Shopping for a new Hyundai Genesis?
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|4dr Sedan V6||Gas V6, 3.8L||Rear Wheel Drive||$ 30,954||$ 33,000|
|4dr Sedan V6 *Ltd Avail*||Gas V6, 3.8L||Rear Wheel Drive||$ 30,954||$ 33,000|
|4dr Sedan V8||Gas V8, 4.6L||Rear Wheel Drive||$ 39,824||$ 43,000|
|4dr Sedan V8 *Ltd Avail*||Gas V8, 4.6L||Rear Wheel Drive||$ 39,824||$ 43,000|
Two years ago Hyundai started to make a move upmarket—way upmarket, actually, to take on the likes of the Infiniti M and Lexus GS sedans with the rear-wheel-drive Genesis. Above the front-wheel-drive Azera, but just below the all-new Equus flagship in the lineup, the Genesis takes a slightly more comfort-oriented angle than its rivals, and—with V-8 models totaling less than comparably-equipped V-6 competing models—makes a very strong value argument for anyone who won't dwell on the lack of a luxury badge.
With the Genesis, Hyundai started to take a swoopy, sleek new design direction that's been developed in an even more pronounced way in the 2011 Hyundai Sonata and 2011 Hyundai Elantra—as well as the luxurious Equus. But the automaker kept it a little more reeled-in and conservative with the Genesis, its first rear-wheel-drive luxury sedan.
The 2011 Genesis offers upscale shoppers a choice of two engines, though both share ride and handling that's considerably softer than those of comparable German sedans. The base engine is a 290-horsepower, 3.8-liter V-6; the 'Tau' V-8 engine is available, and this year it gets a 10-hp boost, to 385 hp if you choose to operate it on optional premium fuel. The Genesis is certainly no slouch with the V-6, which provides swift acceleration, but the V-8 is truly quick—especially considering its price that's only slightly higher than rival V-6 models. Hyundai stated that the V-6 car will run from 0-60 mph in 6.2 seconds, while the stronger new V-8 can make it in 5.3 seconds. The V-6 version can reach 130 mph, while the V-8 tops out at 155 mph.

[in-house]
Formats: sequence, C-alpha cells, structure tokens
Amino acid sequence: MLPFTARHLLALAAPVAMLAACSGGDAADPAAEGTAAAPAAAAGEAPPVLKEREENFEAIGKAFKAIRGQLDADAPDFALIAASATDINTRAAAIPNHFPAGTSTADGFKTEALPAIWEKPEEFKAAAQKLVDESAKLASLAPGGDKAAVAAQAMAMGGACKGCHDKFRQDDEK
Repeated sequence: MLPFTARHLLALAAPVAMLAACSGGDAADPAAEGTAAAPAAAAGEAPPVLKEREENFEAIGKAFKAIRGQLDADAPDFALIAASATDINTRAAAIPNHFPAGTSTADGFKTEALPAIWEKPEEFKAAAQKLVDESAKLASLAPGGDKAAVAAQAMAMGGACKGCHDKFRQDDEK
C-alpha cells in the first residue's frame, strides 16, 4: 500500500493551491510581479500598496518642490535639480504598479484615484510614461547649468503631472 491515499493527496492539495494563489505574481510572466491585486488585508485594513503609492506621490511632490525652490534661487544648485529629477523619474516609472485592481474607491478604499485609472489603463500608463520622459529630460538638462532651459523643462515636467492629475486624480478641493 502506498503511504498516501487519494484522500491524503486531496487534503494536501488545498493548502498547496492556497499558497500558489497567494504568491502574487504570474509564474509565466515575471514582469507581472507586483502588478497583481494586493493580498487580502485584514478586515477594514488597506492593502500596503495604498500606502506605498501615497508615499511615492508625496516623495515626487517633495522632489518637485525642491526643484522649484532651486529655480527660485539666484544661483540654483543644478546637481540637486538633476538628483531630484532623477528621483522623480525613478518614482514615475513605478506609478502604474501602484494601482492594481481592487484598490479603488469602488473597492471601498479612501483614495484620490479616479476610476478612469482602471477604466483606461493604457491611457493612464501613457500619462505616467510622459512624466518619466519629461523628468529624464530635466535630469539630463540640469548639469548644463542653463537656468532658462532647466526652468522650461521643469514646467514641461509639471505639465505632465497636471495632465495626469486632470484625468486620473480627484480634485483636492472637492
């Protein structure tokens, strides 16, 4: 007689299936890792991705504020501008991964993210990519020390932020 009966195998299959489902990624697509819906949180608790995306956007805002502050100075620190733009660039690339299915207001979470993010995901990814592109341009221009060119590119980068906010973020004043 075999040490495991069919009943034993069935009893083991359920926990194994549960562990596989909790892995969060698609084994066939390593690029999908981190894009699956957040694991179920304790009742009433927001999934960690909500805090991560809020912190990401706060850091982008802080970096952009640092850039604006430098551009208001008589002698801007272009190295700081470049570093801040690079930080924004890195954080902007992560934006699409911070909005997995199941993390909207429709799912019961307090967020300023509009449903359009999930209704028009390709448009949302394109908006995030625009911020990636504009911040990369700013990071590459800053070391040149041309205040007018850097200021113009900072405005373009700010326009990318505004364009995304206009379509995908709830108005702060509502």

The Genesis was Hyundai's first true luxury sedan when it was introduced two years ago, and it's clear in looking throughout the cabin that the automaker put a priority on interior room. Ride comfort and premium cabin appointments are also given top billing to the degree that the uninitiated might think they're in an Infiniti or Lexus. The long wheelbase gives front and rear passengers ample leg- and headroom, so the 2011 Genesis is a true five-seat sedan, too.
Build quality and refinement in the 2011 Hyundai Genesis light years ahead of Hyundai appointments even five to ten years ago, and truly competitive with premium Japanese brands. There's leather, tightly grained plastic, laminated glass to damp noise, and plenty of handsome detailing. The Genesis' fit and finish are excellent, with leather, tightly grained plastic, and plenty of handsome detailing.
This year the standard equipment list for V-8 models grows with a few new items that were previously optional: The 17-speaker Lexicon premium surround-sound system, navigation system with Driver Information System and eight-inch screen, smart cruise control, electronic parking brake, cooled driver seat, adaptive front lighting, HID headlamps, and parking assistance system are all now standard on the 2011 Hyundai Genesis 4.6. And that's on top of other additional equipment that comes on the V-8, such as premium leather on the seats and on the dash, as well as rain-sensing wipers and a rear sunshade.
The Genesis 3.8 maintains its already strong list of standard features, including dual-zone automatic climate control; a sunroof; cruise control; power doors, locks, heated mirrors, and heated seats; leather upholstery; Bluetooth; and a seven-speaker, AM/FM/CD/XM audio system with an auxiliary jack and a USB port.
- Strong acceleration
- Rich interior look and feel
- Quiet, isolated ride
- Roomy backseat
- A sport sedan, missing the 'sport'
- Missing high-end voice control
- No all-wheel-drive option